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Category:    Home > Reviews > Western > Drama > Comedy > Broken Hill (2009/E1 DVD) + Deadly Shooter (1997/Vivendi DVD) + The Great Scout & Cathouse Thursday (1976/MGM Limited Edition Collection DVD) + Tennessee’s Partner (1955/VCI DVD)

Broken Hill (2009/E1 DVD) + Deadly Shooter (1997/Vivendi DVD) + The Great Scout & Cathouse Thursday (1976/MGM Limited Edition Collection DVD) + Tennessee’s Partner (1955/VCI DVD)


Picture: C/C/C+/C     Sound: C+/C/C+/C     Extras: C/D/D/C-     Features: C/C-/B-/C



PLEASE NOTE: Great Scout is an on-line only exclusive from MGM and can be purchased from Amazon.com, which you can reach through the sidebar of this side.




And now for a look at films that each represents the Western in their own way.


Though a modern Australian drama, Broken Hill (2009) is like many films from Down Under that seem like they are in the genre, though they are not which always makes the country seem like a final frontier.  This one is more like a formulaic Rocky movie with Luke Arnold (a look-alike for Timothy Hutton, who plays his father here) as a young man who wants to be in music, gets into big trouble and lands up doing community service by trying to get prisoners/criminals to make up a band.  Very melodramatic, I was bored and it is far from the best work from that country I have seen of late.


Fred Olin Ray’s Deadly Shooter (1997) is an older work with a slight following with Michael Dudikoff as a gunslinger who is not the most popular person when he arrives in a local town up to no good.  Also formulaic, it is the poorest showing here and is very boring.  For fans only, Randy Travis, William Smith and even Andrew Stevens also show up, but only diehard fans should follow.


Don Taylor’s The Great Scout & Cathouse Thursday (1976) is a politically incorrect (and somewhat counterculture) comedy Western released by American International at the time late in their existence when they had some hit A-level product (including Futureworld and original Amityville Horror, both reviewed elsewhere on this site) that wanted to follow Blazing Saddles and every other trend, with some good results.


Lee Marvin (Monte Walsh) is a gunslinging legend on the run with an old “Indian” friend (Brit Oliver Reed in full wacky mode) out for revenge on some people who stole money from them a long time ago.  In the process, they land up getting shot at, bringing a hooker (Kay Lenz) with them and being chased all over the West.  I remembered some of this and though it does not always work, it has some good energy that keeps it moving and it does know how to have fun with the genre.  Sylvia Miles (Midnight Cowboy) is a Madame and Robert Culp is a corrupt politician who hates them all.  Not bad and better than most such films since.  Elizabeth Ashley and Strother Martin also star.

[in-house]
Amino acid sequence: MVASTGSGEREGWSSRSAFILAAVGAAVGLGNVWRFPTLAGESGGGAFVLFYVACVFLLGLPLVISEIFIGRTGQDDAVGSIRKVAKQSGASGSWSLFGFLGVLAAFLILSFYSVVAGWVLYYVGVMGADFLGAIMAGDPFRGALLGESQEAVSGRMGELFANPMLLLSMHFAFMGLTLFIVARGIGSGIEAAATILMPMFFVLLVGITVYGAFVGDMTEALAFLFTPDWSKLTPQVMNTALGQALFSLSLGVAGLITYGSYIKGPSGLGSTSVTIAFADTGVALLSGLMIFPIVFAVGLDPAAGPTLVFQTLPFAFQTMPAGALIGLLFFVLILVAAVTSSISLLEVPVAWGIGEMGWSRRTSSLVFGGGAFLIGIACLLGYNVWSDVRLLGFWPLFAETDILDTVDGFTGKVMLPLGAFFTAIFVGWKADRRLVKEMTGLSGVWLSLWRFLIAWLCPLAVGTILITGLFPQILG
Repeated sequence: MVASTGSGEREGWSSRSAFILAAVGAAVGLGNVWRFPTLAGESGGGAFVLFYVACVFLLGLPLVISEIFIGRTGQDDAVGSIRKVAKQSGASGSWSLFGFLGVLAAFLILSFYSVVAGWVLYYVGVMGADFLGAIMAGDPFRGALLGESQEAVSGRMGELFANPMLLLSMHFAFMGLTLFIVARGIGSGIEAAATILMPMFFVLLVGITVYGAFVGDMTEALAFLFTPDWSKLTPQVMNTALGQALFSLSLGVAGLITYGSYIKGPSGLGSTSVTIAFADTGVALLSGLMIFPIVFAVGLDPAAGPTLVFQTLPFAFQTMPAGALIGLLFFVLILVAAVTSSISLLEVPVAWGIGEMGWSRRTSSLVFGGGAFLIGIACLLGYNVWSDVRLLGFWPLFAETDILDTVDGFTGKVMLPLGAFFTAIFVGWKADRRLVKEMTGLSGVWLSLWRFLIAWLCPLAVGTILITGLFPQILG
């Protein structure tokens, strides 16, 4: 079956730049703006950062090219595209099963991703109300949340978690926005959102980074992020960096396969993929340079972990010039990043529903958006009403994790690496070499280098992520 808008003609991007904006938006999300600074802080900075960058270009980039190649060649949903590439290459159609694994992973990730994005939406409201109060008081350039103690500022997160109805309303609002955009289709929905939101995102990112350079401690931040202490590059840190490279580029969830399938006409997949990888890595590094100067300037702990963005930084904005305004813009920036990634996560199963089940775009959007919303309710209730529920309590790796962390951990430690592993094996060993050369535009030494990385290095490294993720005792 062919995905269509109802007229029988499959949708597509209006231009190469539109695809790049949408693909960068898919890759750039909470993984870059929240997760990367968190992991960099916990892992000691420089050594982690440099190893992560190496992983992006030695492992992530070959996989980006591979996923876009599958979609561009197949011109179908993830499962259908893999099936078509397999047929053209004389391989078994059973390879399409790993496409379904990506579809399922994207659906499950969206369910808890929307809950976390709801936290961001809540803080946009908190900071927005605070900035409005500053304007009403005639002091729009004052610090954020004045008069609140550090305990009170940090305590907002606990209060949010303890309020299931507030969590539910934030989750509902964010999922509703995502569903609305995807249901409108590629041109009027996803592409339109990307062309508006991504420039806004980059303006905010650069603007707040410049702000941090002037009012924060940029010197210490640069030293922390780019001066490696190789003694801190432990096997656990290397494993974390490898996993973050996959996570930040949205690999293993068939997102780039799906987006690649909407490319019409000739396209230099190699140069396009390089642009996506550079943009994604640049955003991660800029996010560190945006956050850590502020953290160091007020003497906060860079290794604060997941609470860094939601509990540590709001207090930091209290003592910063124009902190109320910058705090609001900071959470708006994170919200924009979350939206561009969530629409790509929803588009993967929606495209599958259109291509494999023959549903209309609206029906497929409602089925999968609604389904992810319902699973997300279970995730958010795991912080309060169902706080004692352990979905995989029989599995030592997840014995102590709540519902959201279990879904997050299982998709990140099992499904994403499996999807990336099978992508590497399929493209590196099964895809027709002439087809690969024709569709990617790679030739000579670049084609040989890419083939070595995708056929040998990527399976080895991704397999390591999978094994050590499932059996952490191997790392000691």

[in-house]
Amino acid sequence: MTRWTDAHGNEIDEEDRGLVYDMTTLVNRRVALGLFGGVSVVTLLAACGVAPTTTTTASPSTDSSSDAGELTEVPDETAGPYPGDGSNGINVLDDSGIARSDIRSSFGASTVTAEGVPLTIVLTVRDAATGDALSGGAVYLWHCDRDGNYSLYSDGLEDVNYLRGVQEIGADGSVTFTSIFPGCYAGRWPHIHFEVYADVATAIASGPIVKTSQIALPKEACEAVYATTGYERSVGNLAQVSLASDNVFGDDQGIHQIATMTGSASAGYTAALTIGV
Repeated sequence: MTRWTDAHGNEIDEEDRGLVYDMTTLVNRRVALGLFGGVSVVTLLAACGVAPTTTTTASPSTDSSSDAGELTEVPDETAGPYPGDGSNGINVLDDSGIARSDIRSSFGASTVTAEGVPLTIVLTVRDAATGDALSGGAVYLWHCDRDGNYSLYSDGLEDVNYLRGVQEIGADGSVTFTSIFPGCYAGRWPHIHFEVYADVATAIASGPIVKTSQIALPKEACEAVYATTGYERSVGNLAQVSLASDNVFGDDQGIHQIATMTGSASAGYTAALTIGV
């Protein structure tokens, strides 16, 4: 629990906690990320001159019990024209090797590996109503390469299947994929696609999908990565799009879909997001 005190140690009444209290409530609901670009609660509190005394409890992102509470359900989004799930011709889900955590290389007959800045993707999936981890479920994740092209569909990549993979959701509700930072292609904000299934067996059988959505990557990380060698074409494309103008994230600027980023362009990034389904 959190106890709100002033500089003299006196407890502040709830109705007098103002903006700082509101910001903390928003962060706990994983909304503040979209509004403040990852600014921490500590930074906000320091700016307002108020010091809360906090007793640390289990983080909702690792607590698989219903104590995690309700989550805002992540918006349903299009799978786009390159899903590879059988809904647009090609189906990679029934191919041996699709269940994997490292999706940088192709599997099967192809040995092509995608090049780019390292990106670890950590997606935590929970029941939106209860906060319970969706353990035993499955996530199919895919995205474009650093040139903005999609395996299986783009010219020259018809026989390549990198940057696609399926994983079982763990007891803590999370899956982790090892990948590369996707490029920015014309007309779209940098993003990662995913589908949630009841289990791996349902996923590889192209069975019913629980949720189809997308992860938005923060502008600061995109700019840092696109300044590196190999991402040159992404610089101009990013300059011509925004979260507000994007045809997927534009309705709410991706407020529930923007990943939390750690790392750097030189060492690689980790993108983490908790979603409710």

Finally we get a reissue of Allan Dwan’s Tennessee’s Partner (1955), an RKO Western made towards the end of the studio‘s run as a tricky gambler (John Payne) and gunslinger (Ronald Reagan) set up an uneasy relationship further tested by an attractive woman (Coleen Gray) in the middle of their own scheming.  A decent film that holds up well, it is not great, but interesting to see and for more than just Reagan as a cowboy towards the end of his career.  Rhonda Fleming plays a Madame and the film is worth seeing at least once.


The image across the four films is on the soft side with the anamorphically enhanced 1.78 X 1 image on Hill, 1.33 X 1 on Shooter and anamorphically enhanced 2 X 1 SuperScope image on Partner all being softer than they should be, even for DVD.  We get motion blur on Hill and the color on Partner disappoints as it was originally a three-strip, dye-transfer Technicolor release.  That leaves the anamorphically enhanced 1.85 X 1 image on Scout (a DVD-R) having the best performance with good color and decent definition, though it too is not perfect.  It has the best source too, despite flaws.  All have Dolby Digital 2.0 Mono sound, though Hill has a Dolby 5.1 additional option that just spreads the simple stereo around and both are no better than the sound on the older Scout.


Extras are only on two of the titles with Hill having an audio commentary track and Partner adding a trailer.  Too bad Scout does not have a trailer, because I bet it was amusing.



-   Nicholas Sheffo


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